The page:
View details for DOI 10.7326/0003-4819-159-6-201309170-00004

    View details for PubMedID 24042366

  • Cost-Effectiveness of Tolvaptan in Autosomal Dominant Polycystic Kidney Disease ANNALS OF INTERNAL MEDICINE Erickson, K. F., Chertow, G. M., Goldhaber-Fiebert, J. D. 2013; 159 (6): 382-?
  • Variation in Nephrologist Visits to Patients on Hemodialysis across Dialysis Facilities and Geographic Locations CLINICAL JOURNAL OF THE AMERICAN SOCIETY OF NEPHROLOGY Erickson, K. F., Tan, K. B., Winkelmayer, W. C., Chertow, G. M., Bhattacharya, J. 2013; 8 (6): 987-994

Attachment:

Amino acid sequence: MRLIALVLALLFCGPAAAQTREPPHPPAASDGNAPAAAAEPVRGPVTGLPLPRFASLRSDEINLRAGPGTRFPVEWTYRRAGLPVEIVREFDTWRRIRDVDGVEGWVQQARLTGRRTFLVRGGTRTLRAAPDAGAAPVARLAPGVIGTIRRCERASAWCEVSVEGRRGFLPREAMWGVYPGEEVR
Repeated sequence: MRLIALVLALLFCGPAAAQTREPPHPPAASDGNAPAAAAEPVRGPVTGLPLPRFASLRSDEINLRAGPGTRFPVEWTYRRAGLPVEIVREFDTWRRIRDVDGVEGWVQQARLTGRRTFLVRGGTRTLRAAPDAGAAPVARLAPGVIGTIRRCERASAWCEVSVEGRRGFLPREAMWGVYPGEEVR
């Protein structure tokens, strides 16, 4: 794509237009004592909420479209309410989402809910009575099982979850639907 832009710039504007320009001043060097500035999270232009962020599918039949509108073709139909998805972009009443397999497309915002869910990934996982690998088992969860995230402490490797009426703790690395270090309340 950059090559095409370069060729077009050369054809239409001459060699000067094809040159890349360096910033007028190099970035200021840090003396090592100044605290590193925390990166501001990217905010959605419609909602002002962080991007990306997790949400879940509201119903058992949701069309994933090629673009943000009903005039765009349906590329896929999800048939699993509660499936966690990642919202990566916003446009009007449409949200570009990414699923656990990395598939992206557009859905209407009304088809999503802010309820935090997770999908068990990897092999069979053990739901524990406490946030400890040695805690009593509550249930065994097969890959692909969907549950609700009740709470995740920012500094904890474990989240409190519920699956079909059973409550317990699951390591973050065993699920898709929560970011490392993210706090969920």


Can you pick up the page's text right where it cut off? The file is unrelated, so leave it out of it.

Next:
BACKGROUND AND OBJECTIVES: Geographic and other variations in medical practices lead to differences in medical costs, often without a clear link to health outcomes. This work examined variation in the frequency of physician visits to patients receiving hemodialysis to measure the relative importance of provider practice patterns (including those patterns linked to geographic region) and patient health in determining visit frequency. DESIGN, SETTING, PARTICIPANTS, & MEASUREMENTS: This work analyzed a nationally representative 2006 database of patients receiving hemodialysis in the United States. A variation decomposition analysis of the relative importance of facility, geographic region, and patient characteristics-including demographics, socioeconomic status, and indicators of health status-in explaining physician visit frequency variation was conducted. Finally, the associations between facility, geographic and patient characteristics, and provider visit frequency were measured using multivariable regression. RESULTS: Patient characteristics accounted for only 0.9% of the total visit frequency variation. Accounting for case-mix differences, patients' hemodialysis facilities explained about 24.9% of visit frequency variation, of which 9.3% was explained by geographic region. Visit frequency was more closely associated with many facility and geographic characteristics than indicators of health status. More recent dialysis initiation and recent hospitalization were associated with decreased visit frequency. CONCLUSIONS: In hemodialysis, provider visit frequency depends more on geography and facility location and characteristics than patients' health status or acuity of illness. The magnitude of variation unrelated to patient health suggests that provider visit frequency practices do not reflect optimal management of patients on dialysis.